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Korean Products We Can’t Live Without

February 10, 2012


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Woohoo! This week’s topic comes from angelicad7 from Chicago, who asks

Is there a Korean product(s) you cannot live without and thought “Why wasn’t this introduced back home?”

Yay! Easy topic! We barely had to put any thought into this one. With the more serious topics, like the ones on Homosexuality in Korea or Bullying in Korean Schools, we really have to reflect for a long time about what we’re going to say. But, with this week’s topic, we felt like PFFT! Just turn on the camera and we’ll start yammering.

Seriously, Korea’s a really freaking cool country when it comes to technology. And we’re technology nerds, so this makes us very happy. Yes, we’re Apple fans as well, and – yes – Korea isn’t very Apple friendly, though it’s gotten a lot better since we got here with many more Apple retailers popping up. Come to think of it, I’m not sure if we own any Samsung products here in Korea. Note to potential Samsung Marketing People reading this blog: send us Samsung stuff. Also, don’t read the next sentence. Actually, we just remembered that our TV is Samsung. Nevermind!

Anyhow, the amount of technology here, and the connectivity of Korea is just overwhelmingly awesome. We mentioned a few of our favourite things in this video, but that’s just scraping the surface. Other awesomeness includes:

1) GPS in every car: It doesn’t come built in, but every car we’ve been in has a GPS monitor thingy on the dashboard. It gives you full directions, monitors your speed and lets you know if you’re going over the speed limit for that road, automatically detects if you’ve gone off course and tells you where to turn instead, blinks and flashes and makes noise if your turn is coming up. Oh, and it plays TV for you as well. Watch the game while you’re driving. No joke. These things should probably be illegal, but aren’t, probably because they’re so awesome.

2) Kickass Cellphone Signal: I have never dropped a call in Korea. NEVER. Rarely ever does the signal go fuzzy. Seriously. Even when we’re on the subway, UNDERGROUND. Do you hear that, Torontonians? We can use our cellphones when we’re on the subway, even if we’re at the bottom of a transfer point, with two other subway lines above us. We never lose signal. Not even a freaking blip. Oh, and people can watch TV on their phones as well. Holy crap-your-pants awesome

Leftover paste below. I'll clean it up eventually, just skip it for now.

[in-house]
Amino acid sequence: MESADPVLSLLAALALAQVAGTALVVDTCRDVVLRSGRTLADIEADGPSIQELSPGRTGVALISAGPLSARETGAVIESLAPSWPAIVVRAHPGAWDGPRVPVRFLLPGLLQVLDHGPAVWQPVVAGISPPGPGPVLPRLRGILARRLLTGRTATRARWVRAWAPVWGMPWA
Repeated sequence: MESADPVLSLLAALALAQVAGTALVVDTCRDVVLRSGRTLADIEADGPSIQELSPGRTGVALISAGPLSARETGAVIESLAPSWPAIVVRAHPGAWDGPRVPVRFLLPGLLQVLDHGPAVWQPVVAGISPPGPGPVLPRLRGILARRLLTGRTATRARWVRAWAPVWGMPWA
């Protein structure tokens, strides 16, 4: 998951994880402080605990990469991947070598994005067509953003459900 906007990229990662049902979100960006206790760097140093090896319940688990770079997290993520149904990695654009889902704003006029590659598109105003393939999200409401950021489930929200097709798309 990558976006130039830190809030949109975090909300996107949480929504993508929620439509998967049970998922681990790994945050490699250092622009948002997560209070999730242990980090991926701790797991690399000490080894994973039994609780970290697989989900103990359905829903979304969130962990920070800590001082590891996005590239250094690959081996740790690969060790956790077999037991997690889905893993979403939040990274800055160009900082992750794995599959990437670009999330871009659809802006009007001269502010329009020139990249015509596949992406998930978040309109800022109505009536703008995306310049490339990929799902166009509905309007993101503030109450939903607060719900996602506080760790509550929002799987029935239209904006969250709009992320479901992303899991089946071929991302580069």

3) Robo Vacuums: We don’t have one yet, but we want one. I remember watching the CES this year, and seeing a video about a Samsung vacuum that has a camera built into it, so that it maps your ceiling and knows where it’s going. The video was all like “oooh this is awesome and the future” bla bla blah. Went to the Home Plus nearby the next day and saw it on sale. Old news here, boys and girls. Old news.

4) Bidets: Not a fan of them, personally. Don’t want water spraying up my bum hole. But we’ve seen tons of them here, even in public restrooms. TOILET TECHNOLOGY!

5) Motion Sensor Escalators: Haven’t seen these until we came to Korea. A lot of escalators have motion detectors. They turn off if no-one’s on them. If you’re about to get on one and it’s turned off, you pass a motion-sensor thingy that tells the escalator to turn on. FREAKING BRILLIANT!

6) Elevator Buttons that Turn Off: How is this not a standard around the world? Push a button on the elevator by accident? TURN IT OFF! Doesn’t this just make sense? Hell!

Ok that’s it. Maybe there’s more but we can’t think of it right now. I’m sure the question was expecting an answer more along the lines of what we showed in our Wonderful Treasure Finds series, but we never got the chance to gush about Korean technology. Not sure why Korea doesn’t promote that more. Korea Tourism seems to be all about “Come look at our mountains and temples and history and old traditions and stuff.” Forget that. I want to live in the future, and Korea’s offering me the closest chance at that.

Yeah! Also, there was a long scene that we found hilarious, but too long, and too irrelevant to include in the final cut. We present it to you here: here we are trying to call the cops…on each other.



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